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how to adjust pH and total alkalinity levels

Discussion in 'FreshWater General Discussion' started by buddhababy, Nov 10, 2009.

  1. buddhababy

    buddhababy Small Fish

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    i recently tested my fish tank because it was looking cloudy. the pH level was at about 8.4, i was wondering if anyone had a good way of getting that level down to a neutral measurement. my alkalinity test also came up as high. if you have any ways for me to be able to control this, that'd be great
     


  2. homebunnyj

    homebunnyj Superstar Fish

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    Best way is not to. If you monkey around with the ph level, you'll end up having sick and dying fish from the inevitable ph swings. It's a touchy thing. Your fish will adapt to the water conditions just fine. What kind of fish do you have? Some types prefer hard, alkaline water.

    If this is a relatively new tank and the cloudiness is whitish, congratulations -- your tank is doing just as it should. The cloudiness will clear on its own after a week or a bit longer, and your tank will be much better able to handle the fish waste products than it was before the white cloudiness.

    The three things you need to be testing for are ammonia, nitrite, and nitrate. These are the three factors most essential to keeping fish alive.

    If the cloudiness is green, your tank may be receiving too much light, and you may be overfeeding. These factors can contribute to an algae outbreak. Cut the light and do regular partial water changes, and cut back on the feedings. Also, vacuum your substrate well.

    If it's a brown cloudiness, your water may just be dirty. Do a good-sized water change and be sure to vacuum the bottom well.

    When you do water changes, just be sure to dechlorinate it and match the temp carefully, within two degrees.
     
  3. buddhababy

    buddhababy Small Fish

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    i have a dwarf gourami, a couple danios, and a guppy...for now at least
     
  4. Newman

    Newman Elite Fish

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    how longs it been since you started the tank?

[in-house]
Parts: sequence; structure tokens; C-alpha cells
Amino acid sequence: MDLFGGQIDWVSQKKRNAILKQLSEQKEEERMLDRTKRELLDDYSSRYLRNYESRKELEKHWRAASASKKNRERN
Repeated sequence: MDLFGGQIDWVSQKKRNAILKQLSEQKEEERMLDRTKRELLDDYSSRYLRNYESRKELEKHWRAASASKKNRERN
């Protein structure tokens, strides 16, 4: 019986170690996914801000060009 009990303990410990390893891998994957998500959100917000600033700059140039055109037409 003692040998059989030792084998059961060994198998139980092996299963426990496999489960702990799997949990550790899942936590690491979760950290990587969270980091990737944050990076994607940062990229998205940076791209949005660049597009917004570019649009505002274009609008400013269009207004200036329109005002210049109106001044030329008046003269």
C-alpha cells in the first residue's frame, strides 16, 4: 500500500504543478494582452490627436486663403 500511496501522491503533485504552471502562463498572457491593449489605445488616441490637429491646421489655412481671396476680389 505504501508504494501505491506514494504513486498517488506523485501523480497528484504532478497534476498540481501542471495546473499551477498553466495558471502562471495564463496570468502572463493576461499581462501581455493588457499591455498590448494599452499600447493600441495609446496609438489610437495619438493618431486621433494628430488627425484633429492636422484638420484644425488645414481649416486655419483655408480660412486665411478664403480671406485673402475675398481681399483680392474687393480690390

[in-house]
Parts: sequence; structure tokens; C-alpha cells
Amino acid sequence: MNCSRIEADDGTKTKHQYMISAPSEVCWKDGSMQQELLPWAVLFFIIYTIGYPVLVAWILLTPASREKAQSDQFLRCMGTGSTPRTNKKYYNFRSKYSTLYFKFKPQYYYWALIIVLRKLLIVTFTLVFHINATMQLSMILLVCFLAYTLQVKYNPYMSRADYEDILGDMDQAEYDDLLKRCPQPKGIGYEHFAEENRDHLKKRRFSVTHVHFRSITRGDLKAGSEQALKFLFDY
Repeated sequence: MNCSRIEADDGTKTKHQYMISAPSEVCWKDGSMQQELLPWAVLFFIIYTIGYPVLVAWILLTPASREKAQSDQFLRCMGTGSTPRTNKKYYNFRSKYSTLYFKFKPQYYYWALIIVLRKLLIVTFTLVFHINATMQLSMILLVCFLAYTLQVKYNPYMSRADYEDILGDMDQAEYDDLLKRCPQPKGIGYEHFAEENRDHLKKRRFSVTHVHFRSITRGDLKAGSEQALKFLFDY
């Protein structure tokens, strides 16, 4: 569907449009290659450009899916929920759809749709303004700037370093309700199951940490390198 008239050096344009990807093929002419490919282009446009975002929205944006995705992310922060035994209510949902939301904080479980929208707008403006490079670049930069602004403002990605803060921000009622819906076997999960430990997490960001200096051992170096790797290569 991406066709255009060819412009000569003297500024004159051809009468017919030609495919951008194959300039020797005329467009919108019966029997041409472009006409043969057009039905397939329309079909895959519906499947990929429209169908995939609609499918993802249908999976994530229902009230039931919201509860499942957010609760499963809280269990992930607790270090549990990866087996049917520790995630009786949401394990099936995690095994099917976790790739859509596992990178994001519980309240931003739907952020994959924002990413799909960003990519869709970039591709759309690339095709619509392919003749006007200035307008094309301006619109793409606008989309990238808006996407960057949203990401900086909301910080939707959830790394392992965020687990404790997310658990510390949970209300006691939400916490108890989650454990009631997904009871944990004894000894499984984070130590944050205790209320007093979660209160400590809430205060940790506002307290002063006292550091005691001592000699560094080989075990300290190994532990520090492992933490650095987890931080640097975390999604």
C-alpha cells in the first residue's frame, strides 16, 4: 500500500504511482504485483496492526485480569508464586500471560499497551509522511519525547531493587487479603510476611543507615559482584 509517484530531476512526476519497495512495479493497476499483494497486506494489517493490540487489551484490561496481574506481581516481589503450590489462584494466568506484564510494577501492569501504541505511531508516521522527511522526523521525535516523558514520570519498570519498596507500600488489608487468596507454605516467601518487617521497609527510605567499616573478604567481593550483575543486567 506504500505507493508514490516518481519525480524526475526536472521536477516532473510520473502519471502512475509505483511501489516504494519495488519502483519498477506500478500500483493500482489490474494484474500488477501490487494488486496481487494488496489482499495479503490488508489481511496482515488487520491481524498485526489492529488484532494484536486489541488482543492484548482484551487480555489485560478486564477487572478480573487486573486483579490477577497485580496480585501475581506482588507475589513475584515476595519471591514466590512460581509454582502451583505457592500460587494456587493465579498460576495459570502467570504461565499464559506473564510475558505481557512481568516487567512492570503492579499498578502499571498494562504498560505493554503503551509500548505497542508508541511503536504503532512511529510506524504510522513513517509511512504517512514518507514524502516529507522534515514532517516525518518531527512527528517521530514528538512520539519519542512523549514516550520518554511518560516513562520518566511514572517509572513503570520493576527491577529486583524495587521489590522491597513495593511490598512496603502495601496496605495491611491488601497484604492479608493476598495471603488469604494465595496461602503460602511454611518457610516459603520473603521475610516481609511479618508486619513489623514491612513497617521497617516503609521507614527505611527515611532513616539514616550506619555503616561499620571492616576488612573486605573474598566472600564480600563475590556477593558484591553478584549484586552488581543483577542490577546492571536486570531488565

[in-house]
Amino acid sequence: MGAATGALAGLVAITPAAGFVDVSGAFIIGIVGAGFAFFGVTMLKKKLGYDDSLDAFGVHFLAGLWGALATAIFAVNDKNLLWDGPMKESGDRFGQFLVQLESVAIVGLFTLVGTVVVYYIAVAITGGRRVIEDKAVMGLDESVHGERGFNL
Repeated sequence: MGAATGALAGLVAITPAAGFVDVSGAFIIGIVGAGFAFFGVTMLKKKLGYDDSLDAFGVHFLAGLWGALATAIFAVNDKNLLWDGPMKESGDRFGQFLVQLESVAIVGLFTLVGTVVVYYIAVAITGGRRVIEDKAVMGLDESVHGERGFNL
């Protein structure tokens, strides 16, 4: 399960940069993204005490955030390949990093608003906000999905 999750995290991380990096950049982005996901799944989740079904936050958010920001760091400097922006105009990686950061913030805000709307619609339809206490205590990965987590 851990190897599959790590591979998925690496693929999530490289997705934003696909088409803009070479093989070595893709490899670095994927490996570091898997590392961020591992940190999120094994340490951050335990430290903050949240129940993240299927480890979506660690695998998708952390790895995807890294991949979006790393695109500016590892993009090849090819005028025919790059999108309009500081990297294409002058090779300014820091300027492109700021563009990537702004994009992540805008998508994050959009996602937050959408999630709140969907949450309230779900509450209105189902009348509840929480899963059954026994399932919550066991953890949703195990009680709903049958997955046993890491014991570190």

If it hasnt cycled yet, do some frequent water changes, and monitor those three important parameters. the danios should be ok, but the guppy and certainly the gourami are in trouble if its still cyling.
     
  5. buddhababy

    buddhababy Small Fish

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    it's been cycling for about a month now. the guppies both died and one of my danios just died. i don't know what's wrong with it.
     
  6. DarkLies

    DarkLies Large Fish

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    I'm sorry :(
    They will be greatly missed
    I had my alkalinity and pH levels through the roof yesterday so I did an almost 100% (more like 98.7%) water-change and all of my fish are fine.
    Maybe if the levels go up again you can try a really large water-change and putting some more stress-coat in than normal?
    Best of luck!
     
  7. buddhababy

    buddhababy Small Fish

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    i think i may try a water change, see if i can get it back to good levels. i hope i get my tank back and stable and the remaining fish survive
     
  8. Newman

    Newman Elite Fish

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    you could try experimenting with RO/ distilled water in combo with tap water to try and soften your water up. i dont recommend doing this with living fish in the tank tho, cuz it might actually swing your pH to lower levels much faster than needed.
     
  9. homebunnyj

    homebunnyj Superstar Fish

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    Guys, stick to the basics to keep your fish alive... ammonia, nitrite, and nitrate testing.
    Get these under control, and then you can look into the other stuff... I'm telling you, you don't need to worry about the rest of it until you master this most basic fishkeeping skill.
     
  10. Newman

    Newman Elite Fish

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    buddha, have you been testing your water with liquid tests, and can confirm if you have finished cycling instead of just saying how long its been cycling for?
     
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